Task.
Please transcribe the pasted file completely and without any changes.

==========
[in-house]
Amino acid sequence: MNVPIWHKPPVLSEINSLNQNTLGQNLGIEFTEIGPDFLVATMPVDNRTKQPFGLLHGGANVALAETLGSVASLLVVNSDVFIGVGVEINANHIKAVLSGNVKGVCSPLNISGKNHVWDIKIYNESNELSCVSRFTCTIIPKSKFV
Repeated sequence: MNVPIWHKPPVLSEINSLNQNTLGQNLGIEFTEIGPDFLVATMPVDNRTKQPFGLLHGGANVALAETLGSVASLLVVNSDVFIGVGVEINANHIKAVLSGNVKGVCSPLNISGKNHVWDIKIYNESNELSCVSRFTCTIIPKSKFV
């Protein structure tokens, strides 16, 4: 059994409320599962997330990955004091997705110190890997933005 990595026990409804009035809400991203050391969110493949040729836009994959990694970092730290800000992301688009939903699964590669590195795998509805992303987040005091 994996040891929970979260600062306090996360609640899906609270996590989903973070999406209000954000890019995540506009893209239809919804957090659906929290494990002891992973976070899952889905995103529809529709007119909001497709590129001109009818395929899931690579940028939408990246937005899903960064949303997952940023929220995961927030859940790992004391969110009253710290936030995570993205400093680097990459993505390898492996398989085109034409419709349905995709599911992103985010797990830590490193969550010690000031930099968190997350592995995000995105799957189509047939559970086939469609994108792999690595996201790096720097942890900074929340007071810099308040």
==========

[in-house]
Amino acid sequence: MNVPIWHKPPVLSEINSLNQNTLGQNLGIEFTEIGPDFLVATMPVDNRTKQPFGLLHGGANVALAETLGSVASLLVVNSDVFIGVGVEINANHIKAVLSGNVKGVCSPLNISGKNHVWDIKIYNESNELSCVSRFTCTIIPKSKFV
Repeated sequence: MNVPIWHKPPVLSEINSLNQNTLGQNLGIEFTEIGPDFLVATMPVDNRTKQPFGLLHGGANVALAETLGSVASLLVVNSDVFIGVGVEINANHIKAVLSGNVKGVCSPLNISGKNHVWDIKIYNESNELSCVSRFTCTIIPKSKFV
């Protein structure tokens, strides 16, 4: 059994409320599962997330990955004091997705110190890997933005 990595026990409804009035809400991203050391969110493949040729836009994959990694970092730290800000992301688009939903699964590669590195795998509805992303987040005091 994996040891929970979260600062306090996360609640899906609270996590989903973070999406209000954000890019995540506009893209239809919804957090659906929290494990002891992973976070899952889905995103529809529709007119909001497709590129001109009818395929899931690579940028939408990246937005899903960064949303997952940023929220995961927030859940790992004391969110009253710290936030995570993205400093680097990459993505390898492996398989085109034409419709349905995709599911992103985010797990830590490193969550010690000031930099968190997350592995995000995105799957189509047939559970086939469609994108792999690595996201790096720097942890900074929340007071810099308040």